After finishing my undergraduate degree at Temple University in May 2018, I realized I had just spent the last three years of my life working towards a career that I no longer wanted. I made the decision to pursue a degree in Communication (perhaps the broadest degree in the world) and hoped for the best.
I spent my time at Temple looking forward to the day I would move into my tiny one-bedroom apartment in New York City while pursuing my journalism career at some tiny website start-up, taking one journalism internship after another. I finished my bachelor’s degree in just three years. Now it was time to face the real world and I was hit with the realization that journalism was not the direction I wanted to take my career.
Leading up to this, my last semester of college was filled with fear and panic, wondering if I had spent my higher education preparing for a career that was not meant for me (wasting an outrageous amount of money). After graduation, college students are faced to take a leap of faith and enter the real world. As we approach the cliff, far from the safety net of secured and structured education, and jump head first into the unknown, it is impossible to not fear what is next. With no idea what I was heading into, the overwhelming feeling of insecurity and possible failure seemed inevitable. To cross the chasm it takes momentum and trajectory, neither of which graduating college students have.
At the Klein College of Media and Communication graduation ceremony we were asked, like every other graduate before us, to turn our tassels to the left, symbolizing “the start of the rest of our lives.” I confidently grabbed my tassel, begin to turn it, and ripped it clear off my cap. If this moment was about to symbolize the rest of my life, I was screwed. I was about to meet the edge of the cliff.
As I approached this moment, bracing myself for the inescapable first steps of adulthood, my anxiety seemed uncontainable. If only I realized in that moment that every person around me, every single person to walk across that stage before me, felt the exact same way I did, I might have enjoyed the moment more. With panic at full gear, I felt lost, without direction. I thought I had no idea what I was doing but at this point, yet knew I would have figure it out. Coming to this conclusion was painful, feeling like I had failed myself in every aspect.
I wish there was a simple fix-all answer that I could give to my college self. Feeling like I had failed at such a vulnerable point in my life was devastating but it wasn’t until I realized that there was no way I could have failed because I hadn’t even started yet.
I had come to the conclusion that these failures only existed inside my mind. I needed to put myself out there and take risks that may actually lead to real failure but be able to accept that that is life. I jumped in head first by saying no to full time, permanent work right away. I decided to take time to collect my mind by using the summer after college as a learning experience and decided to take another internship post-grad.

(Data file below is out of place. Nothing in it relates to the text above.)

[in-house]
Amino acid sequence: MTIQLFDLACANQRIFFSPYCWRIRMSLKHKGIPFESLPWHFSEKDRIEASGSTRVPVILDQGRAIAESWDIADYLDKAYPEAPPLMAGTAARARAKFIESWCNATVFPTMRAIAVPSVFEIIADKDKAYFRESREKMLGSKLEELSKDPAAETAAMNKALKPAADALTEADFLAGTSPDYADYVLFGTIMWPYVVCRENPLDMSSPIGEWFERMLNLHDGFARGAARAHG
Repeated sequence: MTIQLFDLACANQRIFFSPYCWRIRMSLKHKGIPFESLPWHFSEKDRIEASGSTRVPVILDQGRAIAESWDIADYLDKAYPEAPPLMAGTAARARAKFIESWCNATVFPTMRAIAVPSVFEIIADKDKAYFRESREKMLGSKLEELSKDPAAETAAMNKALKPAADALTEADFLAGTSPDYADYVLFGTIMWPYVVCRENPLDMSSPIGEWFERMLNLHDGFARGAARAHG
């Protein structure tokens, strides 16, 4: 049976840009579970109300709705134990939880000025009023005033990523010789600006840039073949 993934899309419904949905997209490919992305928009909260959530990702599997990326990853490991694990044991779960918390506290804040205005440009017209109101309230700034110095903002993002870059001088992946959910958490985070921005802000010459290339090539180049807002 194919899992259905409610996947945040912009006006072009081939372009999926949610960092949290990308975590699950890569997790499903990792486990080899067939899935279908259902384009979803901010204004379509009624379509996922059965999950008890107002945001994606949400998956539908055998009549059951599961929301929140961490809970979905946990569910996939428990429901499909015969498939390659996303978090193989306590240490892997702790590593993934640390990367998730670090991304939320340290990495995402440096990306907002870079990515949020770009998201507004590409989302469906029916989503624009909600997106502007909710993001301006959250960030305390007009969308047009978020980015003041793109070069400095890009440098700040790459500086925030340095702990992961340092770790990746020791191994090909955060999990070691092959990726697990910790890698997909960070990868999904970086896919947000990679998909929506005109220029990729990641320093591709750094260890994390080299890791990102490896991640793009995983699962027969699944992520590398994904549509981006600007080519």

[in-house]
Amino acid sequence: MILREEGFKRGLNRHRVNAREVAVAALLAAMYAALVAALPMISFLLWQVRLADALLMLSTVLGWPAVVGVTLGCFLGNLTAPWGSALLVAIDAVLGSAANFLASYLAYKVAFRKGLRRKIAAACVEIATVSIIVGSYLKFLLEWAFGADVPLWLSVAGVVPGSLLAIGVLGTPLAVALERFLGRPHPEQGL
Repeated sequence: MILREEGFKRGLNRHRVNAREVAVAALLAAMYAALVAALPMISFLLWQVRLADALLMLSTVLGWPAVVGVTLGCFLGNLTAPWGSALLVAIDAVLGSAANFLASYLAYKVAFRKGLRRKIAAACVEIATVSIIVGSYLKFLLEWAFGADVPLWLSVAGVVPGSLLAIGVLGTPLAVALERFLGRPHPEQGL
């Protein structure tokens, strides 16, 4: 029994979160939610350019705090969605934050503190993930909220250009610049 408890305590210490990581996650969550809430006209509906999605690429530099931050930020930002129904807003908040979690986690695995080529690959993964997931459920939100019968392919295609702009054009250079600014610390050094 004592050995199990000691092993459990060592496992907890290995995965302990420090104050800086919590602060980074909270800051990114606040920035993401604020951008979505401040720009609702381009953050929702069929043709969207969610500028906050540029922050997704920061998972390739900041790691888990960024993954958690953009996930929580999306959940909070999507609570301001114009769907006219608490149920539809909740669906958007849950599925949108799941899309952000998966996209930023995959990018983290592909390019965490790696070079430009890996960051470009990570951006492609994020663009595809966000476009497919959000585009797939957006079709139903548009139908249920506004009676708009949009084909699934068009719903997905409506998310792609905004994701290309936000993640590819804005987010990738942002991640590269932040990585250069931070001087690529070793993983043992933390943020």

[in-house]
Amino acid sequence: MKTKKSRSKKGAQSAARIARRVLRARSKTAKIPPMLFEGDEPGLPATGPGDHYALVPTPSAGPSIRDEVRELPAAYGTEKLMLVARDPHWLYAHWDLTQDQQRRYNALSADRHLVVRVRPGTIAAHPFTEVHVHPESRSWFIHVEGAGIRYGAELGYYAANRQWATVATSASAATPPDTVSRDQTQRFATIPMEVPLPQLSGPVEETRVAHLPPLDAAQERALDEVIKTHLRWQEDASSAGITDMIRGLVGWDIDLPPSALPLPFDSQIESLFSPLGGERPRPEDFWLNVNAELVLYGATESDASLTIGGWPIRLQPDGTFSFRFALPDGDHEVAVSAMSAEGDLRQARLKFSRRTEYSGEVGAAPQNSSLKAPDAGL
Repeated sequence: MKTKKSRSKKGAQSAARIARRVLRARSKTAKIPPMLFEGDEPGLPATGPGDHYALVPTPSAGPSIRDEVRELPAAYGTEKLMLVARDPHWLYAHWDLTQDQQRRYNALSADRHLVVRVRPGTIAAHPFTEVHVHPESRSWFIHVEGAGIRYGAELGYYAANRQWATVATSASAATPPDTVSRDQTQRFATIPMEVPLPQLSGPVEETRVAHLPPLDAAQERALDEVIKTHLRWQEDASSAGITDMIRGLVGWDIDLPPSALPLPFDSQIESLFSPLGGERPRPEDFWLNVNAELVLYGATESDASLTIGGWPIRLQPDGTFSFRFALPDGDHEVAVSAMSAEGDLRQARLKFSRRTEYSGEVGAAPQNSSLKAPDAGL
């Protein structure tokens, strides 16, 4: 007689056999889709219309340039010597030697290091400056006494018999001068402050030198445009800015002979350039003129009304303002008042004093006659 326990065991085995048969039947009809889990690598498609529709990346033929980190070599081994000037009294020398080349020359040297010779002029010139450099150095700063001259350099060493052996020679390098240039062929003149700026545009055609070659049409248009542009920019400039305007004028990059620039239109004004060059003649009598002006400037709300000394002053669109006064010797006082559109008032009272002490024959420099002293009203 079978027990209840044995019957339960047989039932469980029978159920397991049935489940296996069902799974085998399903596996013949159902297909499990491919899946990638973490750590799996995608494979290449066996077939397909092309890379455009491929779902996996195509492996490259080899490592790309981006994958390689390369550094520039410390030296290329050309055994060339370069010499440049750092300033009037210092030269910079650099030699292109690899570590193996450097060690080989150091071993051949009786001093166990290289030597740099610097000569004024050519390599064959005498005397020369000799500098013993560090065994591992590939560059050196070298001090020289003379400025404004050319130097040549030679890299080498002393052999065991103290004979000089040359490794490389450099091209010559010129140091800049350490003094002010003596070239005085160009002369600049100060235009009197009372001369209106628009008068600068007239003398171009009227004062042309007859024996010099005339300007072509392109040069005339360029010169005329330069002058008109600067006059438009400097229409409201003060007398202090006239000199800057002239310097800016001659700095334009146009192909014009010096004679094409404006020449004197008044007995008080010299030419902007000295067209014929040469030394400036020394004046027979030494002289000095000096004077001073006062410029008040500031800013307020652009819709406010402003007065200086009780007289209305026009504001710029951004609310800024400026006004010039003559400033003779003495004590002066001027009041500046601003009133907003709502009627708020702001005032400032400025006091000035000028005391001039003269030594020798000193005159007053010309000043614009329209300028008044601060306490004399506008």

This gave me a three month gap to really gather what I wanted to do outside the stresses of school. I was able to really sit down and decide where it was I wanted to live, what I wanted to do, if I wanted to continue my schooling. Life is about taking chances and with that and I realized that more chances I took, the better the outcome could be. Putting aside the common fear of life after college and diving head first off the cliff brought me to exactly where I needed to be. Right here, right now.
I’m only a few months into it, but if I could give advice to my younger self:
1. It’s okay to slow down and figure it out, at least for a little while.
I took the unconventional route of taking another internship after college instead of looking for full-time work right away and honestly, it was the best decision I had made, allowing me to really focus in on what I wanted to do and where I wanted to go.
2. It’s okay to not know everything.
Trying to figure it out is part of the process, sometimes quickly, other times it will take a while. I thought I knew exactly the career I wanted to be in, where I wanted to live, and what I wanted my life to be. I was wrong. And I had no idea how to fix it. Not knowing where you’re going to go next might be part of the journey.
3. It’s okay to have doubts, but not too much.
You will figure it out in time. You will doubt just about everything, but don’t let it control you. I doubted my choice to put off full-time work, the decision to graduate early, my major, and everything in between. If I embraced my decisions instead of doubting them, the ride would have been a lot smoother but where is the fun in that right?
In the words of Steve Jobs from his infamous “Don’t Settle” at Stanford University’s 2005 Commencement Ceremony, speech, “The only way to do great work is to love what you do. If you haven’t found it yet, keep looking. Don’t settle. As with all matters of the heart, you’ll know it when you find it."